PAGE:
§ Advising team members of each other’s professional and personal boundaries;
§ Awareness of community members’ and each other’s security, interests, and needs in formal and informal environments, external and digital spaces, as well as sharing of responsibility, harmonized support, and active solidarity.
A.2 Organizational level:
§ Office environment compliant with the needs of the body: furniture, sanitary conditions, possibility for self-care and rest, consideration of individual needs, rational distribution of space;
§ Child-friendly environment: provision of hygienic conditions, consideration of children’s needs when planning activities at and outside of the office;
§ Creating a safe space when planning external and internal activities, taking into account community sensitivities;
§ Providing the team with first aid skills and the office with relevant equipment.
A.3 Community level:
§ Creating a comfortable environment for stakeholders at the office: organizing a friendly space for meetings and consultations; and establishing a welcoming environment for stakeholders;
§ Relying on mutual respect in relations between stakeholders and team members.
B. Project activities:
B.1 Individual level:
§ Pursuing interconnectedness and synergies in project activities as needed and to the best possible extent;
§ Sharing ideas, experiences and knowledge among team members when planning and designing projects;
§ Acknowledging the significance and practical application of information sharing and reporting mechanisms among staff from different segments of the organization;
§ Taking into account capacities, skills, interests, and ambitions of colleagues when planning and implementing projects;
§ Recognizing the limitations of one’s own capacity and conveying this information to the team.
B.2. Organizational level:
§ Understanding and taking into consideration the limits of organizational resources when planning projects;
§ Exchanging information and opinions between team members, as well as external stakeholders (external contractors), and taking into account their interests and capacities during project design;
§ Providing team members with flexible work schedules and the possibility to select work spaces;
§ Preparedness to respond to team members’ special needs, unforeseen circumstances, and changes in activities.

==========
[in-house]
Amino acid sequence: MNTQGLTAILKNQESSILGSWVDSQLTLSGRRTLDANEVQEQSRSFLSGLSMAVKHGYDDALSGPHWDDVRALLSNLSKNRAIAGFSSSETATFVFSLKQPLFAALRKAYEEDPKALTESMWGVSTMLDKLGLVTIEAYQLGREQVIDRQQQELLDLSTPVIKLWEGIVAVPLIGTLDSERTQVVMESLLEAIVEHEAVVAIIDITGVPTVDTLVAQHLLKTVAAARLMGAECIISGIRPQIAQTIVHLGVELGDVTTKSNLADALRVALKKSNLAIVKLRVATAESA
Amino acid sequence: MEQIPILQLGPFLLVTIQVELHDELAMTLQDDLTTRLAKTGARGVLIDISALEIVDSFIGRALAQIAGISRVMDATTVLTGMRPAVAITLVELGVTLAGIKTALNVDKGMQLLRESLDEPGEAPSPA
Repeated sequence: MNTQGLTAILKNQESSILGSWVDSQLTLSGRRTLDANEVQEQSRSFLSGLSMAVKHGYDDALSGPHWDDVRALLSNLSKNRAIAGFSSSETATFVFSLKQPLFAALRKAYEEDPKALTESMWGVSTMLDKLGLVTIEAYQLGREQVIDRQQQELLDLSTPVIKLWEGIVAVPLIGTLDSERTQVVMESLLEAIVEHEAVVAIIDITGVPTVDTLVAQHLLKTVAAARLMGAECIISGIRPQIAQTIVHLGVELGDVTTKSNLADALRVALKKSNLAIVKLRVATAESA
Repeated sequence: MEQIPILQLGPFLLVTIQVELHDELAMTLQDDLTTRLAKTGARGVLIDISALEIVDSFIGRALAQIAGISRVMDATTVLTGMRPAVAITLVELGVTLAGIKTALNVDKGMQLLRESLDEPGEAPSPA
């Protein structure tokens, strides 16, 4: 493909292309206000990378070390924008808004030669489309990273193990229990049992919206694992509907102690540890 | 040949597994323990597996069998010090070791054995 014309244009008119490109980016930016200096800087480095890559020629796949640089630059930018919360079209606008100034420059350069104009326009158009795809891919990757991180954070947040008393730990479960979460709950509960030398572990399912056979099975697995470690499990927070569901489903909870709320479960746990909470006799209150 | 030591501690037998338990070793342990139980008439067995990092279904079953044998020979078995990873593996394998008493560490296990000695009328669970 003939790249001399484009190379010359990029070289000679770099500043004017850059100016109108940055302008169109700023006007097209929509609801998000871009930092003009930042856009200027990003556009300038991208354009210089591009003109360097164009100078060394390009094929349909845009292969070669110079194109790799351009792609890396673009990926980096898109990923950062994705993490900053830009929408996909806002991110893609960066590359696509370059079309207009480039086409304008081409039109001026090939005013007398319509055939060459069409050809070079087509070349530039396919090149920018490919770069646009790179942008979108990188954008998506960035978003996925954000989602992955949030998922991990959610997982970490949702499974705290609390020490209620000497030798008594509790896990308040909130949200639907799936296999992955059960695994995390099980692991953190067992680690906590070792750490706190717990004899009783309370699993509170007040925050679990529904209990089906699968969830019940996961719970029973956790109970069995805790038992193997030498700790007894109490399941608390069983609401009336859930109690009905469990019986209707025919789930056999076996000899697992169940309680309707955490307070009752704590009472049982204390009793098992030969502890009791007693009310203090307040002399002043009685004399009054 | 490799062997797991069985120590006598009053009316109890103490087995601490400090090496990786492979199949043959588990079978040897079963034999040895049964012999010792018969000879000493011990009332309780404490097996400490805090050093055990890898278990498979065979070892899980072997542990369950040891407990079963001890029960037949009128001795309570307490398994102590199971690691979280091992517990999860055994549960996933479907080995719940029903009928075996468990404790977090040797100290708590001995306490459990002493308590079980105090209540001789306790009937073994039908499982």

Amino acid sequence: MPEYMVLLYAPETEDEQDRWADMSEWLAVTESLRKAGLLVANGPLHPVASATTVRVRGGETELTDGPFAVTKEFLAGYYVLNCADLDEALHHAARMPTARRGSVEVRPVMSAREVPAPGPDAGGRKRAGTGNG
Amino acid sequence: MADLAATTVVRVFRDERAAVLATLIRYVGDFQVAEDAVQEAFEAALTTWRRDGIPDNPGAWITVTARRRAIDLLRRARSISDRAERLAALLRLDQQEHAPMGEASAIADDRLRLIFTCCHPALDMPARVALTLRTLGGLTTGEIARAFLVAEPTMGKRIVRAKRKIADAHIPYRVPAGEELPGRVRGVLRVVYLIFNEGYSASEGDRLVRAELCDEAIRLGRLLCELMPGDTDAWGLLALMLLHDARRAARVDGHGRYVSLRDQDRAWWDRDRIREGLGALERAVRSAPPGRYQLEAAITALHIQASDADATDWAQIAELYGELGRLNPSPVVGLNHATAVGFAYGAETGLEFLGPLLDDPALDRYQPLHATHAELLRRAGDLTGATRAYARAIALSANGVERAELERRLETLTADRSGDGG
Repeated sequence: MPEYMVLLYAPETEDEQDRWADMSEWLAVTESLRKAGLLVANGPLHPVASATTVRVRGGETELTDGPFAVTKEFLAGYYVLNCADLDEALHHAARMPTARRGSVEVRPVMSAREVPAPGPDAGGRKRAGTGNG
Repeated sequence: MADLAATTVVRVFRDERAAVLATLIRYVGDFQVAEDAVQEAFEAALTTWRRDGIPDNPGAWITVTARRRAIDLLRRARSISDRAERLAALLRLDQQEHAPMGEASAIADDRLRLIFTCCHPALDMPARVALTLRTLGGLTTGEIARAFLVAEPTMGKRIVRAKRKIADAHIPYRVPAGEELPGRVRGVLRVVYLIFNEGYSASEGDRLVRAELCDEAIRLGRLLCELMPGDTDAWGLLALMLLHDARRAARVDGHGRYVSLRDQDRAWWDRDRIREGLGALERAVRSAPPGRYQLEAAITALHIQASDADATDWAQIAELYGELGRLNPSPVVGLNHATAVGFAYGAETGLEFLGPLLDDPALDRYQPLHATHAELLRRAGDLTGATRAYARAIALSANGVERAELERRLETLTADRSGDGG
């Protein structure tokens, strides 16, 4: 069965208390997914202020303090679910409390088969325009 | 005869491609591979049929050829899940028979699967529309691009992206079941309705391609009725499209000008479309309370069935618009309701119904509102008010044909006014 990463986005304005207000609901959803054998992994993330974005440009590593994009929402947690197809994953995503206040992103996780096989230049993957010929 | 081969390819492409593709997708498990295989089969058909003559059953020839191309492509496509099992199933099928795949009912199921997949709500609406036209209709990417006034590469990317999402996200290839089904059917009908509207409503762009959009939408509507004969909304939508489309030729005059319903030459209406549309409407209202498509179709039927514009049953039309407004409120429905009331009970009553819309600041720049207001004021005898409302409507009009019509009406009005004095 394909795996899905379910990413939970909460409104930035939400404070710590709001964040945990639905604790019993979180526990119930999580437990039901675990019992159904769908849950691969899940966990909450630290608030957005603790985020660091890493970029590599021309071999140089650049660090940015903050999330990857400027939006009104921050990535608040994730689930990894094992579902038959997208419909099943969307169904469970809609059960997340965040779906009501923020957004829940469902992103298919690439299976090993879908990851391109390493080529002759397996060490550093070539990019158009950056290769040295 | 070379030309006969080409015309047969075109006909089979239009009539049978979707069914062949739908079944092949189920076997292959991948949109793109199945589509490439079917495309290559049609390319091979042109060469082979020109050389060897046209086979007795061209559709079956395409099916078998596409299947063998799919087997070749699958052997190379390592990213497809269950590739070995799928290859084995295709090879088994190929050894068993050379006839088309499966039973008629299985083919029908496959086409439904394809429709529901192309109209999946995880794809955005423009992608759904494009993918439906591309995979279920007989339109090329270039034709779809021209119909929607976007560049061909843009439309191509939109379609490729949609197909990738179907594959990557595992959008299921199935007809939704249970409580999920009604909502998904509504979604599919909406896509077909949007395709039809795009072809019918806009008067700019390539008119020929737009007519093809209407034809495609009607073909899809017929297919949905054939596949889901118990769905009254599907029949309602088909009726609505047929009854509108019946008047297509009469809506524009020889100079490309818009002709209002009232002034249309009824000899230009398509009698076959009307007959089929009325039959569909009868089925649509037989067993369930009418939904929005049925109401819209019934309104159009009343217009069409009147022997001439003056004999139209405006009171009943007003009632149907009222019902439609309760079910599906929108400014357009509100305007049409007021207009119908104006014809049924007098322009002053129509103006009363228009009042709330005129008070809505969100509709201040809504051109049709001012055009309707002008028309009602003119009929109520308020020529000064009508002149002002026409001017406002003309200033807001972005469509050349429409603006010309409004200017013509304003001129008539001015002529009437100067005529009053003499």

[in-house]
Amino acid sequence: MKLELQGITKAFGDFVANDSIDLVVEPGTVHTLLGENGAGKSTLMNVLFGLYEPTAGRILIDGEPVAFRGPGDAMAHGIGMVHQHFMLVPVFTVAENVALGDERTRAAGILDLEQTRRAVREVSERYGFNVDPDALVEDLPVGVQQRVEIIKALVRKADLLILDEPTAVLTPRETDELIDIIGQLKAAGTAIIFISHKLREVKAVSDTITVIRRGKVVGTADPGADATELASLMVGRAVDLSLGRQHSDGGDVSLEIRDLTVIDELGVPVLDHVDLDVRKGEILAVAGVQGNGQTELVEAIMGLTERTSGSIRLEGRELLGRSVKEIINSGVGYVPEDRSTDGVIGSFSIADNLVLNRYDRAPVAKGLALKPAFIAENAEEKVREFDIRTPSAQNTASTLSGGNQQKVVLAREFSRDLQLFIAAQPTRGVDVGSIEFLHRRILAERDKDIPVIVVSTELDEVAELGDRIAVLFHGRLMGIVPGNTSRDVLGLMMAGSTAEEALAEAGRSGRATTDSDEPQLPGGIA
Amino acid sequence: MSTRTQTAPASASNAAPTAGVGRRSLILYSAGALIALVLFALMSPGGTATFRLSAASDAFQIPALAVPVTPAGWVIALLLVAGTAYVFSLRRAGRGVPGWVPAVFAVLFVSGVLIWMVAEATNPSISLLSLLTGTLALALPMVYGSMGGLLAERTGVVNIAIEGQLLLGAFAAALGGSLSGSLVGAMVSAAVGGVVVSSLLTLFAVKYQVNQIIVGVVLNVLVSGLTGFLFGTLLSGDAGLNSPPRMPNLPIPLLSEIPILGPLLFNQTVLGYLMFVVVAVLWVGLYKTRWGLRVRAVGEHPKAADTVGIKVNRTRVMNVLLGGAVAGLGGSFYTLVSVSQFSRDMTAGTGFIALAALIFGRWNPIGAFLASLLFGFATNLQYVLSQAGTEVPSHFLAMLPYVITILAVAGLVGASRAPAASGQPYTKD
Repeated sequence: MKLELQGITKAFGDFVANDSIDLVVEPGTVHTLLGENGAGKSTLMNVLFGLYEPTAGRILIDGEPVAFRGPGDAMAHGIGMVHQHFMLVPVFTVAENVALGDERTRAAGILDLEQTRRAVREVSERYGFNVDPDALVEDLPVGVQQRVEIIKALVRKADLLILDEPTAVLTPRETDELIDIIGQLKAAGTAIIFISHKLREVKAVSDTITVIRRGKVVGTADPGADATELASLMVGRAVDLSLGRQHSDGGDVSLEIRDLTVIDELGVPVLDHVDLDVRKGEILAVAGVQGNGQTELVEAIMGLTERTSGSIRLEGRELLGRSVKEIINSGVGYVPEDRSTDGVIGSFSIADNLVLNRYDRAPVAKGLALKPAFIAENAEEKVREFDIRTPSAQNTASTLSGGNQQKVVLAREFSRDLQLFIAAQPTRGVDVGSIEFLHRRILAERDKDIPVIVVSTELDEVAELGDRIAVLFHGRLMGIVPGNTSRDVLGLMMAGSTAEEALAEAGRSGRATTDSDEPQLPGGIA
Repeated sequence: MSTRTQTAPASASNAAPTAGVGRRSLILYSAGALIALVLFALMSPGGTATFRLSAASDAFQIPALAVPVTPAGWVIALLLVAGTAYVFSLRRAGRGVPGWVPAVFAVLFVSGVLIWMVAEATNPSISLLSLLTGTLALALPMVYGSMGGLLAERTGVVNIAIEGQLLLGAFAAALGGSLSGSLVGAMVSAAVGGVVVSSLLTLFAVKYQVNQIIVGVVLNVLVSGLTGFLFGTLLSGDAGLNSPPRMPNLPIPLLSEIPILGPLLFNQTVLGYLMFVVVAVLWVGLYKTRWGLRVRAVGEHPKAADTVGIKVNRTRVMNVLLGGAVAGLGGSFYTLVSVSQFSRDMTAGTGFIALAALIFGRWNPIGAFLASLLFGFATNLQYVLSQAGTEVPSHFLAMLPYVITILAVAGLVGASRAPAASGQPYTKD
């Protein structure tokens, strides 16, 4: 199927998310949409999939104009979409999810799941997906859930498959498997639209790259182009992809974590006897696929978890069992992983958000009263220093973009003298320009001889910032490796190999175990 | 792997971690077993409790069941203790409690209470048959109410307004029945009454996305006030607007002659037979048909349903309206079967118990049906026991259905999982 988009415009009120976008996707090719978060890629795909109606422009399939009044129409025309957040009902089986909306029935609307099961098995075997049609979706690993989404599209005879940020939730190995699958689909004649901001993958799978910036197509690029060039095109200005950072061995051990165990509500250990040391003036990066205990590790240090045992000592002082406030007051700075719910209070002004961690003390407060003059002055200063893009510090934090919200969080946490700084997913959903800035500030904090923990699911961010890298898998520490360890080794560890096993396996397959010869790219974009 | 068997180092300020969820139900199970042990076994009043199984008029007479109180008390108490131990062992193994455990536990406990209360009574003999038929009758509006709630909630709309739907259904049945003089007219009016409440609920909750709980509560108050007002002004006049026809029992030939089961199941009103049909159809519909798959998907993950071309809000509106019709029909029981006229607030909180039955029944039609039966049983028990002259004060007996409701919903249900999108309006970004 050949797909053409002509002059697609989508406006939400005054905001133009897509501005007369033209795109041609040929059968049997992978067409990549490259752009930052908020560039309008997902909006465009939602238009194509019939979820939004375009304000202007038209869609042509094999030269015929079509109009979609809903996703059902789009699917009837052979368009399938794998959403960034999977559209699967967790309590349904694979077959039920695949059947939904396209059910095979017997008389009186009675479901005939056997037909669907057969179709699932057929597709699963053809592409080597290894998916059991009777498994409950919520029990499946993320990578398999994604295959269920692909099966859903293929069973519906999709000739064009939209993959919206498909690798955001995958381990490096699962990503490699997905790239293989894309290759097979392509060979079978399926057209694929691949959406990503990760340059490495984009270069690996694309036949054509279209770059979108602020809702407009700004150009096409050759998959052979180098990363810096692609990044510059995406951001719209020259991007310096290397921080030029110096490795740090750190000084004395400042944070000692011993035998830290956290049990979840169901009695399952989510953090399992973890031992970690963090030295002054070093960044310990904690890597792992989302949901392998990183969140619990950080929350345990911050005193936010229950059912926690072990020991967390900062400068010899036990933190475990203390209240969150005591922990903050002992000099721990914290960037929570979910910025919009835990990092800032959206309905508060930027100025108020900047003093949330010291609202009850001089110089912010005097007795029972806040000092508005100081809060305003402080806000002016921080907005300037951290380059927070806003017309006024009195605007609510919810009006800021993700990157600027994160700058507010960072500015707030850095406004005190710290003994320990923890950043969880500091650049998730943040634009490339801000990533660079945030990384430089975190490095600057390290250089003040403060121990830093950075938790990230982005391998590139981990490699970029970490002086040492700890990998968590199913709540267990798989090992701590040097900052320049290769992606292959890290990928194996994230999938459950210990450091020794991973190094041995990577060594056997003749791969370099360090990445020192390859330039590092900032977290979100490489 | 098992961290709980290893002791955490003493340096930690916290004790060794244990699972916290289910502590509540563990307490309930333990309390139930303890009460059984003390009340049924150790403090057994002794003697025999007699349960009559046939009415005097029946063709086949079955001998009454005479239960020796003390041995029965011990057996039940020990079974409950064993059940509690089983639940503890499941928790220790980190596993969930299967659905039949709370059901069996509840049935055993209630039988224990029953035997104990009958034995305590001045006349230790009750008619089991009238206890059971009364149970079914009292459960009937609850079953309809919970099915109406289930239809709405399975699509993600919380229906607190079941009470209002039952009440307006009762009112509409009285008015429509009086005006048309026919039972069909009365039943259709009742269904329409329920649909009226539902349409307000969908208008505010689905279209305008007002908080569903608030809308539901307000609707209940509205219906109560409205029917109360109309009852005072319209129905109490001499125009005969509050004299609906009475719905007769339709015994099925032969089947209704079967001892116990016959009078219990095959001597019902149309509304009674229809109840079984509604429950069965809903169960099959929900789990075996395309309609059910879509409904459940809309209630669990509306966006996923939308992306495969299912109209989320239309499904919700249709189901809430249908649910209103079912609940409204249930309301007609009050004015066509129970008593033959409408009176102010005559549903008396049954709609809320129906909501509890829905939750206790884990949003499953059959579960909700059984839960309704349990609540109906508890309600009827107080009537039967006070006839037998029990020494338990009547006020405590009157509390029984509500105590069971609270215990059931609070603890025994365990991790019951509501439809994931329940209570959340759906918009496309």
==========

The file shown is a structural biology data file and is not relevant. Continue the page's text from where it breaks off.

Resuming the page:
B.3 Community level:
§ Receptiveness towards stakeholders’ initiatives and consideration of their capacities, knowledge, creative potential, and preferences for incorporation into project activities.
C. Stakeholder relations:
C.1 Individual level:
§ Taking into consideration stakeholders’ individuality, adapting resources to their needs, and exhibiting a sensitive attitude;
§ Prioritizing stakeholder needs based on predetermined criteria in order to provide timely and relevant services to the target groups of the organization;
§ Managing stakeholder complaints towards partner organizations through the principle of neutrality;
§ Understanding the limits of one’s power and acting conscientiously and in good faith within these limits;
§ Acknowledging and sharing the risks of indirect trauma;
§ On a par with the acknowledgment of one’s resources, informing and preparing stakeholders for changes ahead of time.
C.2 Organizational level:
§ Establishing project activities based on stakeholders’ best interests and needs;
§ Ensuring the continuity of reporting to the community;
§ Facilitating stakeholder engagement in volunteering opportunities for community empowerment;
§ Planning and managing public relations with stakeholders’ best interests in mind.
C.3 Community level:
§ Developing peer support groups and expanding community care;
§ Supporting the principles of mutual consideration and solidarity among community members;
§ Recognizing stakeholder resources and mobilizing around common needs.
D. Environmental impact:
D. 1 Individual level:
§ Critical analysis of environmental accountability and recognizing relevant efforts made towards that end.
D. 2 Organizational level:
§ Integrating green perspectives and vision into the organizational lifecycle;
§ Ensuring action through ecocentric consciousness;
§ Implementing logistics aimed at resource conservation;
§ Compliance with clean environment principles in and outside of the workspace.
D. 3 Community level:
§ Promoting ecocentric initiatives among stakeholders.